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By the way of hamster wheels, what is the intelligence level of the typical hamster?
Evidently greater than that of the failed runner/voyager, eh? Frankly, if I had been the OOD on that Cutter, I'd have dropped him a few bottles of water, wished him well and gone about my business. Sometimes the "Darwin Effect" is needed to clear out the shallow end of the gene pool, No?
 

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Here is his BEFORE Pic;


And here is the DURING pic;


Looks like he broached...
 

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Per my earlier post;

For him to refuse help, when the USCG asks him, means that he was taking responsibility for his subsequent actions. IMHO, he should bear FULL responsibility.
The unfortunate result of a policy like this would be that we leave people to die. I understand that many people are ok with this; I am not.

A question for you: if Baluchi had taken the CG up on its initial offer of rescue, would you send him the bill for the costs of that action? I'm curious as to what your criteria for charging people for their own rescues are.

I'm not trying to be argumentative, I'm just trying to understand how your views could be implemented. Personally, when I think about this, I think it would be well nigh impossible to create workable criteria for determining if a rescue should be billed to the rescuee.
 

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The unfortunate result of a policy like this would be that we leave people to die. I understand that many people are ok with this; I am not.

A question for you: if Baluchi had taken the CG up on its initial offer of rescue, would you send him the bill for the costs of that action? I'm curious as to what your criteria for charging people for their own rescues are.

I'm not trying to be argumentative, I'm just trying to understand how your views could be implemented. Personally, when I think about this, I think it would be well nigh impossible to create workable criteria for determining if a rescue should be billed to the rescuee.
I'm cool with this, and your query.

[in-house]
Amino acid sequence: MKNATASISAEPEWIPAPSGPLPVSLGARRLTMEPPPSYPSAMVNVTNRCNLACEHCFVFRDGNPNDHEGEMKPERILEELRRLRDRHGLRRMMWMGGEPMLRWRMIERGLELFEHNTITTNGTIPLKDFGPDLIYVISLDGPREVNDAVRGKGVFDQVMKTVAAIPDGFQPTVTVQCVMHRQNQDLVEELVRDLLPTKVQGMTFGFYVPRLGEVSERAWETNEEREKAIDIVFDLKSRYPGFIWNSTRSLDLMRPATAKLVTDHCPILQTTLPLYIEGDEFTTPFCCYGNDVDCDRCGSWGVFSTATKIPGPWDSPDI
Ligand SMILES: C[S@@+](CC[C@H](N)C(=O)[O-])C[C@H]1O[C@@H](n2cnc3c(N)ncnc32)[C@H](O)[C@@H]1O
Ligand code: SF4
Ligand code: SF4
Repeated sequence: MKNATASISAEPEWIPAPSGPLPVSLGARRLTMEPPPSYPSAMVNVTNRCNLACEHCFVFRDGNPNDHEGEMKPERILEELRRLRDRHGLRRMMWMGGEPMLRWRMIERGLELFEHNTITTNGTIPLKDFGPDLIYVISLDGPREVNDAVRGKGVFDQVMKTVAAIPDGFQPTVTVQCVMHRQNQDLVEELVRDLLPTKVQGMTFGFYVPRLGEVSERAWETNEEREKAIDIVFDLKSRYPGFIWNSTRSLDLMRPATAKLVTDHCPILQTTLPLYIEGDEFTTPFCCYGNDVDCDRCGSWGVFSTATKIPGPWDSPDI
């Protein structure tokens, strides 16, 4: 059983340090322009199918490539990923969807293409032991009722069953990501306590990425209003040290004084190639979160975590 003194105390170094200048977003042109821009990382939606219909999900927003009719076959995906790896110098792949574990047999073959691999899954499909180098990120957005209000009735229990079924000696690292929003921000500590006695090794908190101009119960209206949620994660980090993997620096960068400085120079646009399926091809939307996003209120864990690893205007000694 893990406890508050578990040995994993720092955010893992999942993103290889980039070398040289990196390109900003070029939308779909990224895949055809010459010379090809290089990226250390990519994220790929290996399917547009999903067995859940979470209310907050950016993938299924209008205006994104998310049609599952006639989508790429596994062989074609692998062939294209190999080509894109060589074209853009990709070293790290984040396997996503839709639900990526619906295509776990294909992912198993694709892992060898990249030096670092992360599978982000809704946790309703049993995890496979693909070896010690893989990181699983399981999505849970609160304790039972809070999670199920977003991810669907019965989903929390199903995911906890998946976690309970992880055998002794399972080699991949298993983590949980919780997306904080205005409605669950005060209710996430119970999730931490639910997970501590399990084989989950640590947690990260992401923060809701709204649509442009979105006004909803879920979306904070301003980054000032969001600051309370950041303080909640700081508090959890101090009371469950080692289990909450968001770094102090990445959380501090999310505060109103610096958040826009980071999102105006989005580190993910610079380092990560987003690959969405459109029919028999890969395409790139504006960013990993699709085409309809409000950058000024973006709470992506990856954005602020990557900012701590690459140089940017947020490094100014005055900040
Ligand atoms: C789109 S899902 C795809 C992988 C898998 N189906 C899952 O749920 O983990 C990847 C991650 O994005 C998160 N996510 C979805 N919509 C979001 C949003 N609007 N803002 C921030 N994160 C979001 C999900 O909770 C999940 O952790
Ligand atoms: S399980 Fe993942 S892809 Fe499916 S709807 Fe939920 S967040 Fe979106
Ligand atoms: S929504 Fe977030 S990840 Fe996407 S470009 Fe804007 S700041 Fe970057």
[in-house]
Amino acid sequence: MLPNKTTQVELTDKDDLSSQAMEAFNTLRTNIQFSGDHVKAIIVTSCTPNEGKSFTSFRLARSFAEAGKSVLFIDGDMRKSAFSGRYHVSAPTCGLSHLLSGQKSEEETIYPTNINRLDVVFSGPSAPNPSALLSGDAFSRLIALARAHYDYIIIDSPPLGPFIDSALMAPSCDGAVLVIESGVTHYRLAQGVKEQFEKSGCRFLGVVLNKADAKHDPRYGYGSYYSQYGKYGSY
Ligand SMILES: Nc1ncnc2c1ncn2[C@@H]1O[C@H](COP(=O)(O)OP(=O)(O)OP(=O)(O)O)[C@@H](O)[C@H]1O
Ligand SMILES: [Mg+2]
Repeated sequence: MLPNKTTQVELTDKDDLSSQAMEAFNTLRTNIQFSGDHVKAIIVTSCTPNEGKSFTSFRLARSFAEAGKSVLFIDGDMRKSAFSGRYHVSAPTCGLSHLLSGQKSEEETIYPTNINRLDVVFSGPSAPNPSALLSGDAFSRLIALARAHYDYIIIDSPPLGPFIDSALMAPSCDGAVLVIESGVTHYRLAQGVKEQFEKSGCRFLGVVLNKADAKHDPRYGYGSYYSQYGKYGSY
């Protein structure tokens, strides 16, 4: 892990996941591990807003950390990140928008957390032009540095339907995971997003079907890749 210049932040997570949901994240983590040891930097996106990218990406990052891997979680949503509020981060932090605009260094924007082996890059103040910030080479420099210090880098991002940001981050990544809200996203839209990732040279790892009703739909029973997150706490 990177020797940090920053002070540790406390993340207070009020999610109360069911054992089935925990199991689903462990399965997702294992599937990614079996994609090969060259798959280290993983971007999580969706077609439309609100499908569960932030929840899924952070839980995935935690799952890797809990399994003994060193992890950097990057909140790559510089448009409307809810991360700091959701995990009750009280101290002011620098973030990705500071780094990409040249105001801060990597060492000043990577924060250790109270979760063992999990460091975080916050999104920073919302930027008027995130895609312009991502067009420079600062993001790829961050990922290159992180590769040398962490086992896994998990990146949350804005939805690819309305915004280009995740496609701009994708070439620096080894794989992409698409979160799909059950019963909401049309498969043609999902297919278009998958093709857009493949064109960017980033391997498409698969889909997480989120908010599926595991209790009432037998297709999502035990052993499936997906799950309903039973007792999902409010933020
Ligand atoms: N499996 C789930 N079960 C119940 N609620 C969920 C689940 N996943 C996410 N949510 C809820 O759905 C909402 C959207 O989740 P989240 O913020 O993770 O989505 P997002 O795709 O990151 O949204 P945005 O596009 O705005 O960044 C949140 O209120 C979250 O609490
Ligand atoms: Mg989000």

Simple - If the CG says that you shouldn't do something, yet you persist in doing it, you should then bear FULL responsibility for your actions.

If this bubble-head had recognized how untenable his predicament was and bailed when the CG asked him to do so, then he would be entitled to a free ride home (less his bubble).

On the flip side, had Mr. Hamster refused help and succeeded, he would be promoting himself as having succeeded after having refused CG assistance.

Bottom line; if the CG goes out of their way to tell me that I should not continue my voyage to Bermuda, I shouldn't go.
 

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It's been my impression that most rescues aren't like this one, where the CG finds you, seeks to get you to abandon the trip, goes away, then is called back. I see your point in those cases (although I don't agree).

How would you handle those cases where the first the CG hears about a problem is when the SOS goes out? Does the public pay for all of those, or is there to be a post-hoc determination of the viability of the trip/adequacy of preparation to assess if the bill goes to the rescuee?
 

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a huge percent of all the situations on land and water where people need rescue are caused by someone doing something really stupid. we still expect rescue even if we are doing stupid things.

secondly, it really is a slippery slope trying to charge some people for rescue and not others. you might think it would only apply to glaringly stupid situations, like this one. but, how much of what you do....things you think are reasonable and deserving of free rescue if things go wrong....might other people deem foolish or, at least, taking unnecessary risks? after all, it is not necessary to sail over the ocean in 'small' boats to get from place to place. there are professional, licensed pilots and ship's captains, backed by companies staffed with trained professionals, that can fly you, or take you by ship, all over the planet. perhaps, if you start letting the powers that be decide who to rescue for free and who has to pay, the public might decide that sailors cruising over dangerous oceans shouldn't be rescued unless they pay for it.

you really have to watch what you ask for it. if you get it, you may discover it wasn't what you bargained for.
 
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Why in the world the Coast Guard allowed this is the real question.
because here in America we have freedom to be stupid on many fronts, the water being one. I do not want the government telling me I cannot take an infant to sea in a boat for XYZ reason, or I need to wear a helmet on a motorcycle, or a seatbelt in a car. lets just be nuts, and enjoy it :)